Despite the opening up of the economy in 1977, little has changed in the labour law framework of Sri Lanka. The benefits of liberalized economic policies and practices will not deliver desired outcomes unless parallel labour reforms are instituted.
Given that sustained economic growth and job creation need to be driven by the private sector and FDI, employers continue to complain that labour laws are drastically hampering the ability of businesses to swiftly respond to the rapidly changing business climate.
Talking to economy.lk, State Minister of National Policies and Economic Affairs Hon. Dr. Harsha de Silva said that the government has the political will necessary to make unpopular policy decisions regarding labour market reforms, as an immediate course correction is vital for economic sustainability.
Given the limited success the government has so far achieved in instituting meaningful reforms, observers consider Hon. Dr. Harsha de Silva's comments to be wishful thinking at best. The track record of the Sri Lankan state in reforming labour since the first wave of reforms in the late 1970s has been dismal. Critics say the government has so far failed to make any significant progress in reforming the labour sector. Employers have repeatedly underlined the need to rationalize multiple pieces of legislation, some of which are obsolete or out of line with the current development goals of the Government. The validity of these concerns was recognized by the ILO in their 2015 research note, ‘A four-country review of labour law reform processes and accompanying social and policy dialogue.’ The ILO also highlighted that Sri Lanka neither carries out regular and systematic cost/benefit analyses of proposed legislation nor engages in meaningful dialogue with stakeholders.
Collaboration and consensus are not shining features of the state-labour relationship. Current efforts by the government to modernize the labour sector to bring it up to date with the country’s development needs seem to have stirred up the hornet’s nest once again. The attempts by the government, which have given trade unions more space for demonstrations and other union action, are set to face similar resistance by trade unions who have already written to the Secretary, Ministry of Labour, Trade Union Relations and Sabaragamuwa, objecting to the involvement of the ILO, a non-domestic entity, and the Ministry of Development Strategies and International Trade in the review of labour laws.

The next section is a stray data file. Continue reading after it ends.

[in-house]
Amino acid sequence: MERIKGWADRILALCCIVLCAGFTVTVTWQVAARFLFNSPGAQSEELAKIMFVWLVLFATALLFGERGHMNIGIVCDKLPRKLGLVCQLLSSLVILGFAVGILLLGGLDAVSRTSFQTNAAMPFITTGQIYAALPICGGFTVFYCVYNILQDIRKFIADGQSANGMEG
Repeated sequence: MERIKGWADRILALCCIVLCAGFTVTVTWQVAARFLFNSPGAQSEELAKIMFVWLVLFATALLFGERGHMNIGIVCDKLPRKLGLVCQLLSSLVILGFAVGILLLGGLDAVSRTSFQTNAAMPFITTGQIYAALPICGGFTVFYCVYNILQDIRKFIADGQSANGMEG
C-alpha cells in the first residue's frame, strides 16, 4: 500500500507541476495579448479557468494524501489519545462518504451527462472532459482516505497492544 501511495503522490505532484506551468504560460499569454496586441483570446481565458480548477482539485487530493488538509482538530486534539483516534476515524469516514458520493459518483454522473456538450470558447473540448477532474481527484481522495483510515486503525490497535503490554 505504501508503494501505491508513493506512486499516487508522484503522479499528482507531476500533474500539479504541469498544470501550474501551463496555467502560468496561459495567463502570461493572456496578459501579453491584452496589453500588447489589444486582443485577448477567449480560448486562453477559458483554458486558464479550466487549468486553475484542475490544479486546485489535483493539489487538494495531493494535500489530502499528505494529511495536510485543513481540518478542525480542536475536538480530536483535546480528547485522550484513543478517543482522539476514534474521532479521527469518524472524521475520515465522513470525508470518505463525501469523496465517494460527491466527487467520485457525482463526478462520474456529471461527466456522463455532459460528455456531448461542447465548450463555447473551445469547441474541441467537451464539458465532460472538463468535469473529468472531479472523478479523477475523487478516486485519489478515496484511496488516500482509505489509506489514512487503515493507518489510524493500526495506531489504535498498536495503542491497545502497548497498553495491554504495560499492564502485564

An opposing view is that the proposed labour market reforms lack legitimacy and credibility as they have not received the endorsement of the unions. Further to this view, it is believed that the reform process needs to be a transparent process and the public should be made aware through the media both electronic and print. Pursuing any other course would be fraught with disappointing consequences.
Some of the political observers tend to support this view, because in general this government has failed in engaging the public in a constructive manner. Some cite elitist thinking at the helm of the ruling party.
Hon. Dr. Harsha de Silva recognized the validity of these concerns and said that the government is working on improving evidence based advocacy strategies, and recognized the need for effective and increased use of the media to reach out to the public and mobilize support and dedicating more resources to developing a regulatory impact assessment model.
Hon. Dr. Harsha de Silva added that the government is working on creating a development policy framework that gives special attention to creating a sophisticated and modern knowledge based economy, and that amending labour laws to enable flexible and part-time working hours in an attempt to increase female labour force participation, which is currently at 35%.
Critics say the government cannot ignore worker aspirations, should be sympathetic and willing to build consensus through trade-offs if it wants to fast track its development agenda. At the same time, workers should be alive to economic realities and their sense of entitlement should be contained.
How soon or even if Sri Lanka will ever reach the level of an upper middle income economy will depend on the government’s ability to gain trade unions’ “buy-in” to their reform agenda. If history is an indicator, that task will be futile.